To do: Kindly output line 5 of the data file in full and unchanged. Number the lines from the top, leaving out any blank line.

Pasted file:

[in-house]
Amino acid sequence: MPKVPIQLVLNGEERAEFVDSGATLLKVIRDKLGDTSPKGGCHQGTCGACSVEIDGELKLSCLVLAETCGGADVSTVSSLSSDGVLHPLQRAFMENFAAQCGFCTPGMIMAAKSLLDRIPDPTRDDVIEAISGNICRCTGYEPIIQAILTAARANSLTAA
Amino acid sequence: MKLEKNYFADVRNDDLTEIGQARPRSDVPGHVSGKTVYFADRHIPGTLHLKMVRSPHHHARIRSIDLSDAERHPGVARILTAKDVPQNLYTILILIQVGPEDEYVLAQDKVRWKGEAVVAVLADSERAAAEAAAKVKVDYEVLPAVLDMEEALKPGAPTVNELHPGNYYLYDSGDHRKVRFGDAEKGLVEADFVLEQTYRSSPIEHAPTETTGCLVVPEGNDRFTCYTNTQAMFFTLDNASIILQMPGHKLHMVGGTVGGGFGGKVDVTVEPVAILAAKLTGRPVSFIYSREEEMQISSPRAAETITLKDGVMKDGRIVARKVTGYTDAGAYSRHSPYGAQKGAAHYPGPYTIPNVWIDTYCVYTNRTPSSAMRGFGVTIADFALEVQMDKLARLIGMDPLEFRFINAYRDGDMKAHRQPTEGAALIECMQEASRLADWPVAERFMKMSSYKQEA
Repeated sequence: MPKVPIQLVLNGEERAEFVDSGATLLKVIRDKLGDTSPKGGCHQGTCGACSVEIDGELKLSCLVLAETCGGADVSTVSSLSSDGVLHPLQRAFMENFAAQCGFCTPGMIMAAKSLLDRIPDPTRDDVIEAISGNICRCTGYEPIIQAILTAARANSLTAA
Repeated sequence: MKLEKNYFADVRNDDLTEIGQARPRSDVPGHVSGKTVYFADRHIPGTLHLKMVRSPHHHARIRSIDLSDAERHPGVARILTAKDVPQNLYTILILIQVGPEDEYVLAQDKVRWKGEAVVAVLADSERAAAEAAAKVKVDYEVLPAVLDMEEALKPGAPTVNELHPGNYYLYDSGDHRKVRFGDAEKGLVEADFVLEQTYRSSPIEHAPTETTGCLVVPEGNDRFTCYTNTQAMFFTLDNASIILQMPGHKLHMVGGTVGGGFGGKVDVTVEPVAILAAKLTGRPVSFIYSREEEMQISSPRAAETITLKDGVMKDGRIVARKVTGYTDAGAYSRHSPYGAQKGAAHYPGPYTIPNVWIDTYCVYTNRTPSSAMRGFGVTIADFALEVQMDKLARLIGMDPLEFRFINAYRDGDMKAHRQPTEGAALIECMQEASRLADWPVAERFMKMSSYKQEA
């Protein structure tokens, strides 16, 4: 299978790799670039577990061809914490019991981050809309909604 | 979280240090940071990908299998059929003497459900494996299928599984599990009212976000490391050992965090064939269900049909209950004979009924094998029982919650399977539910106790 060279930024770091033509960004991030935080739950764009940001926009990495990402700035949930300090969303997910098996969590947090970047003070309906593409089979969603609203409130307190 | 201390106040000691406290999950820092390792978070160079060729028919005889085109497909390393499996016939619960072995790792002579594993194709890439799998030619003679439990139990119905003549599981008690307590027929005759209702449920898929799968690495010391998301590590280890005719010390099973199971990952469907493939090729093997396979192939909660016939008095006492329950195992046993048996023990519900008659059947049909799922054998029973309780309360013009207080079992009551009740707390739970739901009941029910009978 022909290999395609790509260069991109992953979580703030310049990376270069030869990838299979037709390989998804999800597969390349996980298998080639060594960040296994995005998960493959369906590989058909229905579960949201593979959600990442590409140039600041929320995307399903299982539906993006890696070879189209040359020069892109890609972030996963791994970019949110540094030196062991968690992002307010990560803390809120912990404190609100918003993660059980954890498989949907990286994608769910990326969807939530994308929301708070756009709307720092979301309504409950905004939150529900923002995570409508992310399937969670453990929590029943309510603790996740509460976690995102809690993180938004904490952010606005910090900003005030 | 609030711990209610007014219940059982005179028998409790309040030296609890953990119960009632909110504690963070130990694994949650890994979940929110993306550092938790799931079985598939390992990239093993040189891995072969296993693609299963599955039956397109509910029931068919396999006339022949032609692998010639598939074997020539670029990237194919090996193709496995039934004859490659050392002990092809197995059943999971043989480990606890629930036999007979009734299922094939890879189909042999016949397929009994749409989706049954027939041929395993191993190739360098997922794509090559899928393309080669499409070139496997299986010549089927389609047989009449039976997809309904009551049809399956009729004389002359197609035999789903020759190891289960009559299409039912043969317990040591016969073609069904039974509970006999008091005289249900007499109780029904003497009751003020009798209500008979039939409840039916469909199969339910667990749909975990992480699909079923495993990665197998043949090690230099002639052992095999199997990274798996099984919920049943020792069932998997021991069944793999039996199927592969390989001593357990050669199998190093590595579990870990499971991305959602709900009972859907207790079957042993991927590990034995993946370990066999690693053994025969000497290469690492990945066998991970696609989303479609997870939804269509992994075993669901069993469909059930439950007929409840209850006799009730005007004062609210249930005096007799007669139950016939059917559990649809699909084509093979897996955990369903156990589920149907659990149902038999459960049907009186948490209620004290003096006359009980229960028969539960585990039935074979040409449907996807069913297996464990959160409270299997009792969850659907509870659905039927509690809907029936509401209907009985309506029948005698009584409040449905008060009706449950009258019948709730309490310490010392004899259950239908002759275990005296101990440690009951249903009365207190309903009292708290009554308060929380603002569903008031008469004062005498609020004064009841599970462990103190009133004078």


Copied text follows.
Repeated sequence: MKLEKNYFADVRNDDLTEIGQARPRSDVPGHVSGKTVYFADRHIPGTLHLKMVRSPHHHARIRSIDLSDAERHPGVARILTAKDVPQNLYTILILIQVGPEDEYVLAQDKVRWKGEAVVAVLADSERAAAEAAAKVKVDYEVLPAVLDMEEALKPGAPTVNELHPGNYYLYDSGDHRKVRFGDAEKGLVEADFVLEQTYRSSPIEHAPTETTGCLVVPEGNDRFTCYTNTQAMFFTLDNASIILQMPGHKLHMVGGTVGGGFGGKVDVTVEPVAILAAKLTGRPVSFIYSREEEMQISSPRAAETITLKDGVMKDGRIVARKVTGYTDAGAYSRHSPYGAQKGAAHYPGPYTIPNVWIDTYCVYTNRTPSSAMRGFGVTIADFALEVQMDKLARLIGMDPLEFRFINAYRDGDMKAHRQPTEGAALIECMQEASRLADWPVAERFMKMSSYKQEA